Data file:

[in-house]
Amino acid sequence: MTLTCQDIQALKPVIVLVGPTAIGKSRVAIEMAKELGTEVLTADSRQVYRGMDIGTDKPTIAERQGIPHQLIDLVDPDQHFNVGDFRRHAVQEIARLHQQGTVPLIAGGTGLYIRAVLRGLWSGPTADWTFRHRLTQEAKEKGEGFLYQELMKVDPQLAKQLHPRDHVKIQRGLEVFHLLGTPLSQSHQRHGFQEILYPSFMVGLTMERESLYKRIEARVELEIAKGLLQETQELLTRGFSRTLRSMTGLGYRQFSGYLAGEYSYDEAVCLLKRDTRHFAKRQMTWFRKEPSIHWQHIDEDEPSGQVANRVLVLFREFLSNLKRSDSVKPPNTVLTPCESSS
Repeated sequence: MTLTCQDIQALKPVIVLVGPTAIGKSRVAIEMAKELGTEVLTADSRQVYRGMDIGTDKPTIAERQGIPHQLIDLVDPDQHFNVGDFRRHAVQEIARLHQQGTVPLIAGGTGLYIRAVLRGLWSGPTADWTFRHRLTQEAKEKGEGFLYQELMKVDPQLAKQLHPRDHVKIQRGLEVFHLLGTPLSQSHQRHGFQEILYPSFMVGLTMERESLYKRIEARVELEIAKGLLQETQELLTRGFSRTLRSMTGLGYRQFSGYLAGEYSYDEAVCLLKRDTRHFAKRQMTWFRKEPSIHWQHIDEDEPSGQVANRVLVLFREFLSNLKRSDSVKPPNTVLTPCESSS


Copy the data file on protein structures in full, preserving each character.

[in-house]
Amino acid sequence: MTLTCQDIQALKPVIVLVGPTAIGKSRVAIEMAKELGTEVLTADSRQVYRGMDIGTDKPTIAERQGIPHQLIDLVDPDQHFNVGDFRRHAVQEIARLHQQGTVPLIAGGTGLYIRAVLRGLWSGPTADWTFRHRLTQEAKEKGEGFLYQELMKVDPQLAKQLHPRDHVKIQRGLEVFHLLGTPLSQSHQRHGFQEILYPSFMVGLTMERESLYKRIEARVELEIAKGLLQETQELLTRGFSRTLRSMTGLGYRQFSGYLAGEYSYDEAVCLLKRDTRHFAKRQMTWFRKEPSIHWQHIDEDEPSGQVANRVLVLFREFLSNLKRSDSVKPPNTVLTPCESSS
Repeated sequence: MTLTCQDIQALKPVIVLVGPTAIGKSRVAIEMAKELGTEVLTADSRQVYRGMDIGTDKPTIAERQGIPHQLIDLVDPDQHFNVGDFRRHAVQEIARLHQQGTVPLIAGGTGLYIRAVLRGLWSGPTADWTFRHRLTQEAKEKGEGFLYQELMKVDPQLAKQLHPRDHVKIQRGLEVFHLLGTPLSQSHQRHGFQEILYPSFMVGLTMERESLYKRIEARVELEIAKGLLQETQELLTRGFSRTLRSMTGLGYRQFSGYLAGEYSYDEAVCLLKRDTRHFAKRQMTWFRKEPSIHWQHIDEDEPSGQVANRVLVLFREFLSNLKRSDSVKPPNTVLTPCESSS